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Santiago Ramón y Cajal

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Santiago Ramón y Cajal
Cajal-mi.jpg
Santiago Ramón y Cajal
Born1 May 1852
Petilla de Aragón, Spain
DiedOctober 18, 1934
Madrid, Spain
NationalitySpanish
Alma materUniversity of Saragossa
Known forAnatomy of the brain
AwardsNobel Prize in Physiology or Medicine (1906)
Scientific career
FieldsNeuroscience
InstitutionsMadrid University, Madrid, Spain

Santiago Ramón y Cajal 1 May 1852 – 18 October 1934) was a Spanish doctor.[1] He shared the 1906 Nobel Prize in Physiology or Medicine with Camillo Golgi for their work on the anatomy of the nervous system.[2]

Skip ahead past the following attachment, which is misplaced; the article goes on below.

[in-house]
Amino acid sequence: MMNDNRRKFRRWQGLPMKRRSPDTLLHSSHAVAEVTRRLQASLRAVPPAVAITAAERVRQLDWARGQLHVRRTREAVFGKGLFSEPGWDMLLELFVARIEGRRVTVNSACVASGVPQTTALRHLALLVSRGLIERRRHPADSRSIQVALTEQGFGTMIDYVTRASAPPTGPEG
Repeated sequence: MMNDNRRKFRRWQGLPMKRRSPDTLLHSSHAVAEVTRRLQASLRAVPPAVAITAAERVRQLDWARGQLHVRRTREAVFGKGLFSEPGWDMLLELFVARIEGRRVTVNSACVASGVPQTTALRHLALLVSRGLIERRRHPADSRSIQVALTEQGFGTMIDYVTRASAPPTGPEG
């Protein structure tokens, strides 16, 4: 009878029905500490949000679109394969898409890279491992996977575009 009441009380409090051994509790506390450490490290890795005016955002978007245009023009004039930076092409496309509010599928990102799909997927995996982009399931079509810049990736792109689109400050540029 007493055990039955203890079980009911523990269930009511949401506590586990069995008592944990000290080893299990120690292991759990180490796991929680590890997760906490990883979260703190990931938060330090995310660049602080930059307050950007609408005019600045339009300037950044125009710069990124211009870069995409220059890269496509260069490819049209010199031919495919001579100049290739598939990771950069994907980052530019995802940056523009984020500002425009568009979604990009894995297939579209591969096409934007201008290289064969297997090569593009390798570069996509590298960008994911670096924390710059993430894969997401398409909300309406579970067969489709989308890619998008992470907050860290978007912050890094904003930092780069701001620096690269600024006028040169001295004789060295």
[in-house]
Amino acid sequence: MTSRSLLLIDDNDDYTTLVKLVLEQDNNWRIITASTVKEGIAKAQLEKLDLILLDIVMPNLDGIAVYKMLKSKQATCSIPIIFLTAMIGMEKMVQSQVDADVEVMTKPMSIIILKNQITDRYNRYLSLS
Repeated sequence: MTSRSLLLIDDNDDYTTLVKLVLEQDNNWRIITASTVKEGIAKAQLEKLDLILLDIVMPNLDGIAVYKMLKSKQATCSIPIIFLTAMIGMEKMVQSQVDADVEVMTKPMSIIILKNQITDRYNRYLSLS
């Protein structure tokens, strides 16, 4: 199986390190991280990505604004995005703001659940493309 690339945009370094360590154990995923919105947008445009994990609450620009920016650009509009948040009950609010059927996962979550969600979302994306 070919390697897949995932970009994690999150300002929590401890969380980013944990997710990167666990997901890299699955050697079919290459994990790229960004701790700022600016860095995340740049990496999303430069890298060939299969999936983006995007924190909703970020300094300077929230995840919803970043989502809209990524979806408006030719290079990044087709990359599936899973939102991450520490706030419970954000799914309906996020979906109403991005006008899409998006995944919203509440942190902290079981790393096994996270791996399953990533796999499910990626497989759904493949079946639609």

Ramón y Cajal worked on thin slices of brain tissue which were laid on microscope slides and stained with silver. The stain was invented by Golgi, who shared the Nobel Prize with him.

Ramón y Cajal's investigations of the microscopic structure of the brain were original: he is considered by many to be the father of modern neuroscience. He was skilled at drawing, and hundreds of his illustrations of brain cells are still used for educational purposes today.[3]

References[change | change source]

  1. "Biography of Santiago Ramón y Cajal". The Nobel Foundation. Retrieved 2009-01-05.
  2. "The Nobel Prize in Physiology or Medicine 1906". Nobel Foundation. Retrieved 2007-07-28.
  3. "History of Neuroscience". Society for Neuroscience. Retrieved 2008-10-09.